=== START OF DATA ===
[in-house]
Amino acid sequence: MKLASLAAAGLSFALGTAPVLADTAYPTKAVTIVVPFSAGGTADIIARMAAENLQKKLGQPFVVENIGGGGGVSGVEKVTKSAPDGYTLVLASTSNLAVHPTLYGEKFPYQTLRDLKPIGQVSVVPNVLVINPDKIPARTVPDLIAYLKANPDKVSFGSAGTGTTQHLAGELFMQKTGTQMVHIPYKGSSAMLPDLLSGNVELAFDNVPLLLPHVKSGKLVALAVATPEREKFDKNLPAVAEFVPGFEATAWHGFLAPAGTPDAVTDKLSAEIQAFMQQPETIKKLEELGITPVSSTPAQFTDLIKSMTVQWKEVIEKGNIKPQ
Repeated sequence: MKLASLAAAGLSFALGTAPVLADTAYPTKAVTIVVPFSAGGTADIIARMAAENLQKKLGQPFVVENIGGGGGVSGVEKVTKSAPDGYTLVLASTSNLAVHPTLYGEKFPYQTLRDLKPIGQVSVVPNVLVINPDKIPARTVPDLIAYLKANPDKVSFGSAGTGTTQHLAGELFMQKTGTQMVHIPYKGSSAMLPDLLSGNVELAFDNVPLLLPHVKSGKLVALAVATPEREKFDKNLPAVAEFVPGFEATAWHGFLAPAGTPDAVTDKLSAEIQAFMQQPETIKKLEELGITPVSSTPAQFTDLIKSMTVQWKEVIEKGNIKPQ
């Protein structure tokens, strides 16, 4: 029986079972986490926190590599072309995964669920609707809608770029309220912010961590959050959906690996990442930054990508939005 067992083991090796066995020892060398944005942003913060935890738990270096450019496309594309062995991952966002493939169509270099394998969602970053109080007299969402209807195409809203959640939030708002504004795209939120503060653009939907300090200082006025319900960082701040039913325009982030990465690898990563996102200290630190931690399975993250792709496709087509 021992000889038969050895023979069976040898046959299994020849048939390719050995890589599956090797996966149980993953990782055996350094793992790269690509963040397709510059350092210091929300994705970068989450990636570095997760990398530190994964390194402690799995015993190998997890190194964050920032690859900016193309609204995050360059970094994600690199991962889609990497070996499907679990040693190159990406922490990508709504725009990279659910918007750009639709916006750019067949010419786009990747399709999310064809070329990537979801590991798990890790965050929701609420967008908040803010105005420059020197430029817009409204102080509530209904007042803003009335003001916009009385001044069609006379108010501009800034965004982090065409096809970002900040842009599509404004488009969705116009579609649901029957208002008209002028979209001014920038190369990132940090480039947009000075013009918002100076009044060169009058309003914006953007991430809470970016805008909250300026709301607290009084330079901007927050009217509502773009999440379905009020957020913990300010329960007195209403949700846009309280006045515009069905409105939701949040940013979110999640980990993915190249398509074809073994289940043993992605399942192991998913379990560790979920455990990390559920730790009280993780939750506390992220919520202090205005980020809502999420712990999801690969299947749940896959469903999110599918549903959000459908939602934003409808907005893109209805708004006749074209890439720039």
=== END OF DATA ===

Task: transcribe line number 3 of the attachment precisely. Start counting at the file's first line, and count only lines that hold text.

Repeated sequence: MKLASLAAAGLSFALGTAPVLADTAYPTKAVTIVVPFSAGGTADIIARMAAENLQKKLGQPFVVENIGGGGGVSGVEKVTKSAPDGYTLVLASTSNLAVHPTLYGEKFPYQTLRDLKPIGQVSVVPNVLVINPDKIPARTVPDLIAYLKANPDKVSFGSAGTGTTQHLAGELFMQKTGTQMVHIPYKGSSAMLPDLLSGNVELAFDNVPLLLPHVKSGKLVALAVATPEREKFDKNLPAVAEFVPGFEATAWHGFLAPAGTPDAVTDKLSAEIQAFMQQPETIKKLEELGITPVSSTPAQFTDLIKSMTVQWKEVIEKGNIKPQ